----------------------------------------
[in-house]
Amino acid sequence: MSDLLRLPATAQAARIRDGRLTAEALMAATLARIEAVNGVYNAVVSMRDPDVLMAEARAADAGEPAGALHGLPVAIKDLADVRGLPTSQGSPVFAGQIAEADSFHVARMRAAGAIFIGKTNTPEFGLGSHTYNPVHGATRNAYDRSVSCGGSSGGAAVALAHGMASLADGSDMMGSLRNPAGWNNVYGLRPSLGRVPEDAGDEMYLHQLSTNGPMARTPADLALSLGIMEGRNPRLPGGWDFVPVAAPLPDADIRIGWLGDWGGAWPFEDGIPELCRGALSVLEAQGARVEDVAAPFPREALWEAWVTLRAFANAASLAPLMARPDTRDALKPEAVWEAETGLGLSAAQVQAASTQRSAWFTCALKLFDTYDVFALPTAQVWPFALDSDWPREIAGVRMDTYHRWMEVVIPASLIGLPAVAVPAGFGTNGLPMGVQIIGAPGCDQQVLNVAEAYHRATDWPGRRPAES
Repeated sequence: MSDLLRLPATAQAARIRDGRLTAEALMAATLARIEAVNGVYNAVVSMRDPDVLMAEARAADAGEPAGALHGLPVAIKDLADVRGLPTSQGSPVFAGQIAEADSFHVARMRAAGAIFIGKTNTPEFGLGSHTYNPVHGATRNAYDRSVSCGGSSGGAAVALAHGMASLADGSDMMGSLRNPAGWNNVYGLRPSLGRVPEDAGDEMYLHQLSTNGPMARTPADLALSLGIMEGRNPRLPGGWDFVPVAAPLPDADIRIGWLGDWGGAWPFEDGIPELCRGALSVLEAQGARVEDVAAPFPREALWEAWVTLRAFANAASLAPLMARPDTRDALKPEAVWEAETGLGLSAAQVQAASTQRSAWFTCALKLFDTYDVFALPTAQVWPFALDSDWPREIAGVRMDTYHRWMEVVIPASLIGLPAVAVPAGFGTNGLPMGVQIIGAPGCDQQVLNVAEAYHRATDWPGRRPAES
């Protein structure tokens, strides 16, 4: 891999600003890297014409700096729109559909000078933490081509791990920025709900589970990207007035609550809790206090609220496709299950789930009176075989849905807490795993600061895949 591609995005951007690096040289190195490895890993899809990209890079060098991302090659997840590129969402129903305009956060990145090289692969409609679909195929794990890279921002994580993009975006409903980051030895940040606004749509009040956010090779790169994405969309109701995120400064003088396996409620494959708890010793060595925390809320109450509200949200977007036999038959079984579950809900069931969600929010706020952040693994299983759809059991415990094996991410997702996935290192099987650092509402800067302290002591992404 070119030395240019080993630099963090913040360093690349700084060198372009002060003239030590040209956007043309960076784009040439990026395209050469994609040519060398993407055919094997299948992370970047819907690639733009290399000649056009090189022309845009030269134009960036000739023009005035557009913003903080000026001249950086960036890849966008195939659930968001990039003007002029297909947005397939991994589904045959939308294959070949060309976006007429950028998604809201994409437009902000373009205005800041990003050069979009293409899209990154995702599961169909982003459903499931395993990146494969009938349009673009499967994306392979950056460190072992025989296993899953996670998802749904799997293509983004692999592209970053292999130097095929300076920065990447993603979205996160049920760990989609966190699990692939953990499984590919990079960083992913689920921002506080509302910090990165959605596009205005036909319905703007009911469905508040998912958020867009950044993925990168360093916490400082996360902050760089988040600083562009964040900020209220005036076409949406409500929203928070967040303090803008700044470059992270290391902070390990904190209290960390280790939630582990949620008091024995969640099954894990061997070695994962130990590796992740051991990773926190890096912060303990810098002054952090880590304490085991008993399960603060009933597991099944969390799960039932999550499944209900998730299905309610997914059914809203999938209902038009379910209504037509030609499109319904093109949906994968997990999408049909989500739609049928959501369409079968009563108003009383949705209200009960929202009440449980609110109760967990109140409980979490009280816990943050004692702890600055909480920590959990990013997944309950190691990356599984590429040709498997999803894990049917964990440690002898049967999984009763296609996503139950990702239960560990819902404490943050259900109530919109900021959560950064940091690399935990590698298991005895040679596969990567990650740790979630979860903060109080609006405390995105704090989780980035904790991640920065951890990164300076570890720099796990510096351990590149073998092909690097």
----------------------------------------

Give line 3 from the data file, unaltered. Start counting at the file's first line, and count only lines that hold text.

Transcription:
Repeated sequence: MSDLLRLPATAQAARIRDGRLTAEALMAATLARIEAVNGVYNAVVSMRDPDVLMAEARAADAGEPAGALHGLPVAIKDLADVRGLPTSQGSPVFAGQIAEADSFHVARMRAAGAIFIGKTNTPEFGLGSHTYNPVHGATRNAYDRSVSCGGSSGGAAVALAHGMASLADGSDMMGSLRNPAGWNNVYGLRPSLGRVPEDAGDEMYLHQLSTNGPMARTPADLALSLGIMEGRNPRLPGGWDFVPVAAPLPDADIRIGWLGDWGGAWPFEDGIPELCRGALSVLEAQGARVEDVAAPFPREALWEAWVTLRAFANAASLAPLMARPDTRDALKPEAVWEAETGLGLSAAQVQAASTQRSAWFTCALKLFDTYDVFALPTAQVWPFALDSDWPREIAGVRMDTYHRWMEVVIPASLIGLPAVAVPAGFGTNGLPMGVQIIGAPGCDQQVLNVAEAYHRATDWPGRRPAES